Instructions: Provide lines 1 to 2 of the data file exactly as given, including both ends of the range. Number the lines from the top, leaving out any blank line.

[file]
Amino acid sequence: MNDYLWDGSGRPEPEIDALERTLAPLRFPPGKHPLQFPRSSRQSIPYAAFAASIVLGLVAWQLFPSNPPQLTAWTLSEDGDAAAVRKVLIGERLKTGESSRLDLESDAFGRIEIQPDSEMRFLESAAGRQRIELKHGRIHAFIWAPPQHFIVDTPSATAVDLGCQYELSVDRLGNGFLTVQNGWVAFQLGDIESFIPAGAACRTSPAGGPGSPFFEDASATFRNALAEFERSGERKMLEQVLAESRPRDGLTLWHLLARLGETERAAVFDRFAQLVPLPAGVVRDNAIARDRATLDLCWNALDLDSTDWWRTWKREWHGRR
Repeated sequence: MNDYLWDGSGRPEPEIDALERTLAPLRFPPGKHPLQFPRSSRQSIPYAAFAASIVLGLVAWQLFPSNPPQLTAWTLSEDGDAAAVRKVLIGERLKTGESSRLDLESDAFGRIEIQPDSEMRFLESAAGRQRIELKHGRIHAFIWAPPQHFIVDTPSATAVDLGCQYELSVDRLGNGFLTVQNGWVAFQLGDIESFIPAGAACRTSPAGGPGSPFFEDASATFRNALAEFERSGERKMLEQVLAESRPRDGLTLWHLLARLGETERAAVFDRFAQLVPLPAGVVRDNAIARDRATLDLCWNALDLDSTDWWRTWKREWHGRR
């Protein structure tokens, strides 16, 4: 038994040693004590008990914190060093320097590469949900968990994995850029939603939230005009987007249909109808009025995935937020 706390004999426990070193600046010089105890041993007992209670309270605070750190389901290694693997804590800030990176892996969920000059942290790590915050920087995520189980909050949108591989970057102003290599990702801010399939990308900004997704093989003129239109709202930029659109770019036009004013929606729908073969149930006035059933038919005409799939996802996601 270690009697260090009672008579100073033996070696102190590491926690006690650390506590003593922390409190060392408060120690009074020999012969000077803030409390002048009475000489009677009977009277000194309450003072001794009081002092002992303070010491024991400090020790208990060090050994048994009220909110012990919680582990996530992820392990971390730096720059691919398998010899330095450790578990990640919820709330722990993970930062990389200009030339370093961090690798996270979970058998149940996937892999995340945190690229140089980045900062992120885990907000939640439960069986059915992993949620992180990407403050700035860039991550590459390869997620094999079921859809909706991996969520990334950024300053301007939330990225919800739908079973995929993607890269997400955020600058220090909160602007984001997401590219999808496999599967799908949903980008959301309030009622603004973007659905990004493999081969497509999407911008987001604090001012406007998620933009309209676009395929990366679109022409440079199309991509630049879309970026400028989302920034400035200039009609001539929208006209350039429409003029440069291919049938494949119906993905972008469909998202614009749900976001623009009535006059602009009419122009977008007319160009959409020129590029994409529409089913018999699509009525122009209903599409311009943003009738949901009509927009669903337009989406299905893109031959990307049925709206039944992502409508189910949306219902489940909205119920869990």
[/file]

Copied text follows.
Amino acid sequence: MNDYLWDGSGRPEPEIDALERTLAPLRFPPGKHPLQFPRSSRQSIPYAAFAASIVLGLVAWQLFPSNPPQLTAWTLSEDGDAAAVRKVLIGERLKTGESSRLDLESDAFGRIEIQPDSEMRFLESAAGRQRIELKHGRIHAFIWAPPQHFIVDTPSATAVDLGCQYELSVDRLGNGFLTVQNGWVAFQLGDIESFIPAGAACRTSPAGGPGSPFFEDASATFRNALAEFERSGERKMLEQVLAESRPRDGLTLWHLLARLGETERAAVFDRFAQLVPLPAGVVRDNAIARDRATLDLCWNALDLDSTDWWRTWKREWHGRR
Repeated sequence: MNDYLWDGSGRPEPEIDALERTLAPLRFPPGKHPLQFPRSSRQSIPYAAFAASIVLGLVAWQLFPSNPPQLTAWTLSEDGDAAAVRKVLIGERLKTGESSRLDLESDAFGRIEIQPDSEMRFLESAAGRQRIELKHGRIHAFIWAPPQHFIVDTPSATAVDLGCQYELSVDRLGNGFLTVQNGWVAFQLGDIESFIPAGAACRTSPAGGPGSPFFEDASATFRNALAEFERSGERKMLEQVLAESRPRDGLTLWHLLARLGETERAAVFDRFAQLVPLPAGVVRDNAIARDRATLDLCWNALDLDSTDWWRTWKREWHGRR